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Neurobiological research helps explain the experience of motherhood.
Ammaniti and Gallese combine extensive current interdisciplinary research with in-depth clinical interviews that highlight the expectant mother’s changing subjective states and the various typologies of maternal representations. Building on Gallese’s seminal work with mirror neurons and embodied simulation theory, the authors construct a model of intersubjectivity that stresses not symbolic representations but intercorporeality from a second-person perspective. Charting the prenatal and perinatal events that serve as the neurobiological foundation for postnatal reciprocal affective communications, they conclude with direct clinical applications of early assessments and interventions, including interventions with pregnant mothers.
This volume is essential for clinicians specializing in attachment disorders and relational trauma, child psychotherapists, infant mental health workers, pediatricians, psychoanalysts, and developmental researchers. It combines fascinating new information and illustrative clinical experience to illustrate the early intersubjective origins of our own and our patients’ internal worlds.
“The Birth of Intersubjectivity takes a unique perspective on intersubjectivity in the context of the parent-child relationship. Ammaniti and Gallese combine research and theory from various disciplines in a logical and cohesive manner. . . . [I]deal for clinicians who specialize in relational trauma, attachment disorders or child psychotherapy as well as developmental psychologists.” — Somatic Psychotherapy Today
“In [this book], Massimo Ammaniti and Vittorio Gallese, both high-profile researchers, offer a tour de force overview of the current understanding of intersubjectivity: how an individual relates to and understands others.” — PsychCentral
“The masterful collaboration of a creative clinician and a leading investigator of the brain’s relationally programmed motor neuron mirroring system. Intersubjectivity, or shared meaning, is at the forefront of discourse in psychoanalysis and the neurosciences. The authors’ engaging review of emerging scientific knowledge, ongoing work, and new integrated thinking about the prospect of early preventive intervention will benefit a wide readership.” — Robert N. Emde, Emeritus Professor of Psychiatry, University of Colorado; Honorary President, World Association for Infant Mental Health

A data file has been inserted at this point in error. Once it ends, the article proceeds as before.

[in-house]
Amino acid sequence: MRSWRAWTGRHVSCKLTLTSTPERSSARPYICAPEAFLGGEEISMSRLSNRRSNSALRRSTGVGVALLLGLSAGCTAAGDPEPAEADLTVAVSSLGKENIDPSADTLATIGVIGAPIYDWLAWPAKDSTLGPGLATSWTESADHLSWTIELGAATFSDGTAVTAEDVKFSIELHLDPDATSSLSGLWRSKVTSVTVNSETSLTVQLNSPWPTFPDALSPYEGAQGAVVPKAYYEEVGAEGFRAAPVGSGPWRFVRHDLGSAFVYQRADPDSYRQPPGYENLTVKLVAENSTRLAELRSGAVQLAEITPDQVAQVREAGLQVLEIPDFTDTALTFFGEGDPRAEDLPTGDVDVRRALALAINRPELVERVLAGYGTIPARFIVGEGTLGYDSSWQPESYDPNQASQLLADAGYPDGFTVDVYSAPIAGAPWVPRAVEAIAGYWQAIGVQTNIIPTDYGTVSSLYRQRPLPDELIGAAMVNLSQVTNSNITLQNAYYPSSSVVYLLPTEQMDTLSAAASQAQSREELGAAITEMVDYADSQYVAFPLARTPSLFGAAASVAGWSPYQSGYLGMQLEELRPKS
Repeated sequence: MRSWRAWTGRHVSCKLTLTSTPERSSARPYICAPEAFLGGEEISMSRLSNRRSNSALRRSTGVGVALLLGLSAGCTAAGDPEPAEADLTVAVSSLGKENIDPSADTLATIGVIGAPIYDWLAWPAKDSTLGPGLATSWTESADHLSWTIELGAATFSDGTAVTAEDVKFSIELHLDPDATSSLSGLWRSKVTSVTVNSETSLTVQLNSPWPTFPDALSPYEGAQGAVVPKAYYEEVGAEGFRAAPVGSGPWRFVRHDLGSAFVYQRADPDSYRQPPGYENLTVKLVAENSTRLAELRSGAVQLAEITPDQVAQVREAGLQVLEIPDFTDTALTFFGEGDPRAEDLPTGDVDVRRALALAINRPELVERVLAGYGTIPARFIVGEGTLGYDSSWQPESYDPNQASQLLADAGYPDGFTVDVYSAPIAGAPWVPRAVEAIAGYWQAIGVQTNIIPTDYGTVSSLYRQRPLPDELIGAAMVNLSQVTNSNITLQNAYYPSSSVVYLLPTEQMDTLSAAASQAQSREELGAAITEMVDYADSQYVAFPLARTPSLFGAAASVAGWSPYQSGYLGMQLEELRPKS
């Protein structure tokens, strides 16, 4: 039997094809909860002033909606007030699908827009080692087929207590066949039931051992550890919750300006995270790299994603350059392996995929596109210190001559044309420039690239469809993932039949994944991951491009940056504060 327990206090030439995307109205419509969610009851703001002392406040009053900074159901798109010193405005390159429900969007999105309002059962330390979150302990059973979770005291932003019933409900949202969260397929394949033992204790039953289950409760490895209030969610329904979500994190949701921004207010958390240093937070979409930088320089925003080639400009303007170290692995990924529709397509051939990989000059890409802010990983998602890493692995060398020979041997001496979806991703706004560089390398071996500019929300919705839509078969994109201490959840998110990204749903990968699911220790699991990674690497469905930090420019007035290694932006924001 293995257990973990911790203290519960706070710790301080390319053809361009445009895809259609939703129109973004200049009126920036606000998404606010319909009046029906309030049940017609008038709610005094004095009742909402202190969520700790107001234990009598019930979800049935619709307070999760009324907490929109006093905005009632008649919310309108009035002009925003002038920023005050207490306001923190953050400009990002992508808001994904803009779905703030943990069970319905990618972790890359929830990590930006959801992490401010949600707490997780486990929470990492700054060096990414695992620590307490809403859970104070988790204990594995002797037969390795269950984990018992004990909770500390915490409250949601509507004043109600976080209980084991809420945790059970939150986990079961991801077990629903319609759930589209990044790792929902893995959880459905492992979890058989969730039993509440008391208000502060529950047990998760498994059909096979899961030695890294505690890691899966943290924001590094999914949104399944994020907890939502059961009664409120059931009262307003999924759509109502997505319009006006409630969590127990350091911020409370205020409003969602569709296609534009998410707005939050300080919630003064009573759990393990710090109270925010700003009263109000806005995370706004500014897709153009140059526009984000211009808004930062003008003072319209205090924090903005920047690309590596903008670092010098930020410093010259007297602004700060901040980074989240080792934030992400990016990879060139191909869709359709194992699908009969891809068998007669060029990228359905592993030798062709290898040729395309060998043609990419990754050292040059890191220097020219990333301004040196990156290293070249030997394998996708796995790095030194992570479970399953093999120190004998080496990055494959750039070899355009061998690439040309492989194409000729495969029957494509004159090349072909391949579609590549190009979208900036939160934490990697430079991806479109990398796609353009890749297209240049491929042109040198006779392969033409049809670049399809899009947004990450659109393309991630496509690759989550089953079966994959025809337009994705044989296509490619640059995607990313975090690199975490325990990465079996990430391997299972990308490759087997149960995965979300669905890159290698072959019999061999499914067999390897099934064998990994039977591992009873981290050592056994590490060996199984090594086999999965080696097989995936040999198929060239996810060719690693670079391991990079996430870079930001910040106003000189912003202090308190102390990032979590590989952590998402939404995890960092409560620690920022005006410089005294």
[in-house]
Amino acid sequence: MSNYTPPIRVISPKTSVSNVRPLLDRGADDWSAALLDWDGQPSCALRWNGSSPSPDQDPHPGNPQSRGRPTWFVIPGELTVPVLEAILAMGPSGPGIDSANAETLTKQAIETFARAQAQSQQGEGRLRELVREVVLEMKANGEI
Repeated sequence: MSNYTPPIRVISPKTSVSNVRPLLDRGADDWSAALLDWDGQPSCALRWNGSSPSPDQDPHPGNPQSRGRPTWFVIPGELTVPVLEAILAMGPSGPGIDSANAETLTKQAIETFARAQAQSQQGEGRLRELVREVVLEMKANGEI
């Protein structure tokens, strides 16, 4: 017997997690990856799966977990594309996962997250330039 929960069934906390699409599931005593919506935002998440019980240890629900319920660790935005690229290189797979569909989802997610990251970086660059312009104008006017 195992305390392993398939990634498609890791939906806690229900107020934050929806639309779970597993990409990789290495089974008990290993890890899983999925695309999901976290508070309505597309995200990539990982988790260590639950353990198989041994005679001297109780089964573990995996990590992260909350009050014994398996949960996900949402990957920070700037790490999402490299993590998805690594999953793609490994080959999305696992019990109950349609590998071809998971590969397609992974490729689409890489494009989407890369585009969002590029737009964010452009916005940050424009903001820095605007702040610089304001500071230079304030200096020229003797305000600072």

“Exploring new science that proves the sympathetic transfer of intentions and feelings between bodies and brains, Gallese and Ammaniti deepen psychoanalytic insights on how an expectant mother’s love for her infant supports the growth of intimate trust and joyful companionship after birth. Clinical accounts argue that the anxieties of mothers and fathers may harm these vital intersubjective bonds and undermine the developing self-confidence of a child. Defining principles of care for the growth of individuals in relationships with knowledge and insight, the authors offer important guidelines for protective and therapeutic practices of all kinds to aid new families.” — Colwyn Trevarthen, PhD, Emeritus Professor of Child Psychology and Psychobiology, Department of Psychology, University of Edinburgh
“The Birth of Intersubjectivity is the most sophisticated, comprehensive, and ambitious book on the subject. With rigor and grace, Ammaniti and Gallese integrate knowledge from cognitive neuroscience, infant mental health, psychoanalysis, genetics, neonatology, and the arts to propose a rich vision of what makes us distinctly human. Bringing a contemporary European perspective to North Americans, this book is indispensable for both clinicians and researchers alike.” — Stephen Seligman, DMH, Clinical Professor of Psychiatry, Infant-Parent Program, University of California, San Francisco; Joint Editor-in-Chief, Psychoanalytic Dialogues